RH Bill’s Fallacy of Overpopulation-Poverty Connection
A statist proponent of the Reproductive Health bill, Rep. Edcel Lagman, published a highly fallacious, idiotic article in the Philippine Daily Inquirer in 2008, defending his collectivist-altruist position on his anti-population bill. Lagman said, to wit:
[The RH bill] does not claim that family planning is the panacea for poverty. It simply recognizes the verifiable link between a huge population and poverty. Unbridled population growth stunts socioeconomic development and aggravates poverty. The connection between population and development is well-documented and empirically established.
UN Human Development Reports show that countries with higher population growth invariably score lower in human development. The Asian Development Bank in 2004 also listed a large population as one of the major causes of poverty in the country.
The National Statistics Office affirms that large families are prone to poverty with 57.3 percent of families with seven children mired in poverty while only 23.8 percent of families with two children are poor. Recent studies also show that large family size is a significant factor in keeping families poor across generations.
Family planning will not lead to a demographic winter. UP economics professors in their paper “Population and Poverty: The Real Score” declared that the threat of a so-called demographic winter in the Philippines is “greatly exaggerated, and using it as an argument against a sensible population policy is a plain and simple scare tactic.”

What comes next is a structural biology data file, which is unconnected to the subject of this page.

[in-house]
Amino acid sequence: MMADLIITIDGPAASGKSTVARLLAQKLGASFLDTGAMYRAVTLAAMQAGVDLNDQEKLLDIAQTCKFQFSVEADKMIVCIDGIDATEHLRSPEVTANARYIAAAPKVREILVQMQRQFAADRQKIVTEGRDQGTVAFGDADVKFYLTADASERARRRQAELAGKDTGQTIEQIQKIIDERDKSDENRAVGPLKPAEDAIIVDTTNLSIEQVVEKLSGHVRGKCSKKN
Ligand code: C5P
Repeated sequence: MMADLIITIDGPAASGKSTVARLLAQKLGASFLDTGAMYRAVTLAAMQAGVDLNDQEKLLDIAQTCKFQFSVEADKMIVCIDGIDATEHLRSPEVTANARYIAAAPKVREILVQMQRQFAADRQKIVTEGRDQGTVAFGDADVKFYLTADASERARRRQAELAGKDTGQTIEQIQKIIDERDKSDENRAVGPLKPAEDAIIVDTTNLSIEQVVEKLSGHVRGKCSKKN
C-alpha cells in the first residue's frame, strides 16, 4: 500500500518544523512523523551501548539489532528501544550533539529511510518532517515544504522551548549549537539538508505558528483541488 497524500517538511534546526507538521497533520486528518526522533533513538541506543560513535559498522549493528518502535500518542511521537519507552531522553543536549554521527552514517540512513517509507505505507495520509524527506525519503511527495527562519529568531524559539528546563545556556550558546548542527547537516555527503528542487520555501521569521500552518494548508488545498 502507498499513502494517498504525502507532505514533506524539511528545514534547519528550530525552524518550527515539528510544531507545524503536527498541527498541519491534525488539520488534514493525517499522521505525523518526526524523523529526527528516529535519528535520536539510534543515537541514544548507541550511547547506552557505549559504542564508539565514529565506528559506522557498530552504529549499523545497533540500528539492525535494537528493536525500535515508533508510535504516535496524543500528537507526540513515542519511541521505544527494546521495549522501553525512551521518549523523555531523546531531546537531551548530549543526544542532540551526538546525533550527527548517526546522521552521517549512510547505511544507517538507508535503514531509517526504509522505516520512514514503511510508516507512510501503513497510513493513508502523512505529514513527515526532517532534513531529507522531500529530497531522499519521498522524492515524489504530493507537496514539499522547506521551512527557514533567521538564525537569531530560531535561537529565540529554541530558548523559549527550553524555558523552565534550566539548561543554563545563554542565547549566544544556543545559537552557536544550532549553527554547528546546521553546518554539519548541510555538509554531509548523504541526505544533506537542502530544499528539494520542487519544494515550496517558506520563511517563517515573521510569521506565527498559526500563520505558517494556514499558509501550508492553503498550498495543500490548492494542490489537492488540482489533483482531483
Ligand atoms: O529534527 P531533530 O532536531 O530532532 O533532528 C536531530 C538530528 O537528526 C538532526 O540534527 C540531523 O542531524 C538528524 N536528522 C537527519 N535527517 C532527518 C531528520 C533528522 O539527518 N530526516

The National Statistical Coordinating Board projected that a replacement fertility of 2.1 children per couple could be reached only by 2040. Moreover, despite a reduced population growth rate, the effects of population momentum would continue for another 60 years by which time our total population would be 240 million.
To debunk this highly stupid claim by statist congressman Lagman, let me re-post the following excerpts from my previous anti-RH Bill blogs that deal with the fallacy of overpopulation-poverty link.
On why overpopulation is not a problem
According to its proponent, Rep. Edcel Lagman, this bill “simply recognizes the verifiable link between a huge population and
poverty. Unbridled population growth stunts socio-economic development and aggravates poverty.” Again, can the Congress legislate “unbriddled population growth?” This reminds me of the famous Simon-Ehrlich Wager in 1980. Economist and Libertarian Julian Simon and the so-called population expert Paul Ehrlich who authored “The Population Bomb” bet on five commercially important and highly scarce metals—copper, chromium, nickel, tin, and tungsten—over the decade leading up to 1990. Simon bet that their prices would go down, while Ehrlich bet they would go up. It is important to understand that during that period—1980 and 1990—the global population ballooned by over 800 million, the biggest jump in a decade in all of history. Ultimately, Ehrlich the “doomsayer” lost the wager. This only means that as the world population increased, mankind found some ways to survive. Today, we have found potential alternatives to oil and metals. Before, a computer was as big as a single-storey house, but due to man’s ingenuity and intransigent passion to discover new things we now have personal computers and notebooks. With the creators’ love of life and willingness to survive, they were able to find new alternatives better and more efficient than the ones which they replaced.